$22.8 billion of our projected fiscal budget is earmarked for poverty-reduction activity in 2013. Traditionally, international development agencies use the amount of the money put towards poverty alleviation as a metric for efficacy. I’m hoping the next few years shift that metric towards understanding underlying problems and funding new solutions that address those problems. In order to do that, we need a new breed of development thinkers. The next generation of designers is inspired by careers that provide meaning and impact. Now is the perfect time for the development sector to start connecting the dots.

Image courtesy of Catapult Design

The LeafBed: A Cardboard Bed for Humanitarian Use

This one comes from The GUST Project, with a heads-up from @raovallabh.

The LeafBed, designed by Julien Sylvain and Leaf Supply, is a modular bed made of custom-cut and folded cardboard.  Multiple blocks join together to create the desired length of the bed and they are strong enough (with perpendicular criss-crossing cardboard struts inside) to withstand a hefty amount of weight from people sleeping, standing and sitting on them.  The LeafBed is intended for temporary use in humanitarian and disaster situations.  The blocks can also be used as table stands and temporary seating, for example.

As the video says, cardboard furniture is not a new concept, but what has been used in the past for humanitarian purposes is usually coated to be water-resistant.  The LeafBed doesn’t bother with additional coating, opting instead to use standard corrugated cardboard which allows them to be manufactured by any cardboard maker much closer to where the beds are needed.  This shortens shipping distances significantly, which speeds delivery to disaster-affected areas and cuts costs for Leaf Supply and for buyers.  It also prioritizes giving business to local cardboard manufacturers, which is a positive element for helping local economies, especially during or after a crisis.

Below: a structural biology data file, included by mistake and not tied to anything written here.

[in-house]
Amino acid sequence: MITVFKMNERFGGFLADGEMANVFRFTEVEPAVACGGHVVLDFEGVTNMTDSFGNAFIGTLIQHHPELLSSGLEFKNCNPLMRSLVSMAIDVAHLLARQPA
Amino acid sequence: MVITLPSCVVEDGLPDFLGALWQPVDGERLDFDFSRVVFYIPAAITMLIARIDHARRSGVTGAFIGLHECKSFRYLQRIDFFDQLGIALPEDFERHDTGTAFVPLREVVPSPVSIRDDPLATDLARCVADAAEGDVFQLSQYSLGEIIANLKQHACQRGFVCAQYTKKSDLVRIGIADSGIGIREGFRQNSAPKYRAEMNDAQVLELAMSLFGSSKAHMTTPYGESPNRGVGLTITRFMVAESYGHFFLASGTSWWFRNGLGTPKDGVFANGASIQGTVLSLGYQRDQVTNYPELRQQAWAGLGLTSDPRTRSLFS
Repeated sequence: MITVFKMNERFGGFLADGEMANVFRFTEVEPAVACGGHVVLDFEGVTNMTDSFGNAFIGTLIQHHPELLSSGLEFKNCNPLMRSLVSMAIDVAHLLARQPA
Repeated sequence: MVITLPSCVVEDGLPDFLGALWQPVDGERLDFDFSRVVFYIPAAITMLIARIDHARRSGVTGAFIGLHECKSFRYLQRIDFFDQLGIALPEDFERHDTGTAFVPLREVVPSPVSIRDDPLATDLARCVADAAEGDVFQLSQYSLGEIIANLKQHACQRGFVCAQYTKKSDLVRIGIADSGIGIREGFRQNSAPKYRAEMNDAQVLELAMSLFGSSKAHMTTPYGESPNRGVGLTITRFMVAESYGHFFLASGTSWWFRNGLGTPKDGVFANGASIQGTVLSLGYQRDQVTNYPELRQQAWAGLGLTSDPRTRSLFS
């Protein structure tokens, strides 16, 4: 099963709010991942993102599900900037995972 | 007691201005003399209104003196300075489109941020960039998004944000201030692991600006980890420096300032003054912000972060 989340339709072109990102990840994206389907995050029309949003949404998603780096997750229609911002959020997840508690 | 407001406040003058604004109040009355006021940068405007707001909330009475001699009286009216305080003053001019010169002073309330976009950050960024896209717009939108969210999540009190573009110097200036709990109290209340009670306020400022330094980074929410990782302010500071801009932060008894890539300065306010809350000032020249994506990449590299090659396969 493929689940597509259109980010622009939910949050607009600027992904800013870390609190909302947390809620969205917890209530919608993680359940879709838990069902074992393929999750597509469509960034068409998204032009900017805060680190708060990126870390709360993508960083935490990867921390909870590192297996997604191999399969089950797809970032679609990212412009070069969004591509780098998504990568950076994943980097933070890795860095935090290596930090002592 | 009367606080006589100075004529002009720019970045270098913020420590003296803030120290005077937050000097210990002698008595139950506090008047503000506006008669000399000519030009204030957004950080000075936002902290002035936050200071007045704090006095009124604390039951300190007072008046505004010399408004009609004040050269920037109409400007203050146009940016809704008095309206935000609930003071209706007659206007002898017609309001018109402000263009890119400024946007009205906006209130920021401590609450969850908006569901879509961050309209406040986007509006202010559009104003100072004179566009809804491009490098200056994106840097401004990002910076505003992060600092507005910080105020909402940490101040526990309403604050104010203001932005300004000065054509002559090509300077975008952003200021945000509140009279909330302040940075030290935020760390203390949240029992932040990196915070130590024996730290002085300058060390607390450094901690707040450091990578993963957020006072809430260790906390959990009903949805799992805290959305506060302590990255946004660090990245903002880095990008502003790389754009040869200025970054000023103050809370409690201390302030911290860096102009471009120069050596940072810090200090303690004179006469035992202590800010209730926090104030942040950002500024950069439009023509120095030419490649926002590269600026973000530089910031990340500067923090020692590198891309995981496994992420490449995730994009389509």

The problem is that until now, cardboard furniture wasn’t made with standard packaging cardboard, but with treated cardboard which withstands water and humidity. Our innovation has been to produce furniture with standard packaging cardboard in order to use the cardboard industry, which is already present in every country.

I like the sound of the designers’ choice to forego weather treatment in favor of allowing local production and recycling after use.  It shows bigger-picture consideration and a confidence of not trying to be something more than what it really is—a temporary bed made of paper.  LeafBeds probably aren’t right for wet climates or on wet floors, but field tests in Niger show impressive durability even after six months of use.

The next natural questions would be first, how well these cardboard beds meet real needs—how well do they function, and how happy are people with them?  Then, what measures does Leaf Supply take to try to ensure a sustainable and socially responsible product life cycle from start to finish?  Issues like where the paper pulp comes from, what chemicals are used and how they’re disposed of, and what happens to the Leafbeds after their use are all important to try to steer for a holistic, responsible solution.  I’m sure using many different manufacturers presents a challenge.  Creator Julien Sylvain says he’d like Leaf Supply “to be the first socially responsible supplier of humanitarian equipment,” and that’s certainly a good sign.

According to Leaf Supply’s field tests, out of 75 users interviewed after 6 months of using LeafBeds in Niamey, Niger: 99% of users use the LeafBed as a bed (rather than using the blocks for other purposes), 74% of users use additions like a mattress, blankets or mats, and 99% report being satisfied after 1, 3 and 6 months of use.

Has anyone seen these in action?  I’d love to know more about what users think and hear about how they do in different circumstances.  Leave a comment below if so.

For more on the Leafbed, visit their profile page on GUST’s website, or Leaf Supply’s website itself.

For more examples of social innovators around Asia captured by a group of dynamic and wandering near-college-grads, check out The GUST Project.  Looks like cool stuff so far.

Photos provided by Leaf Supply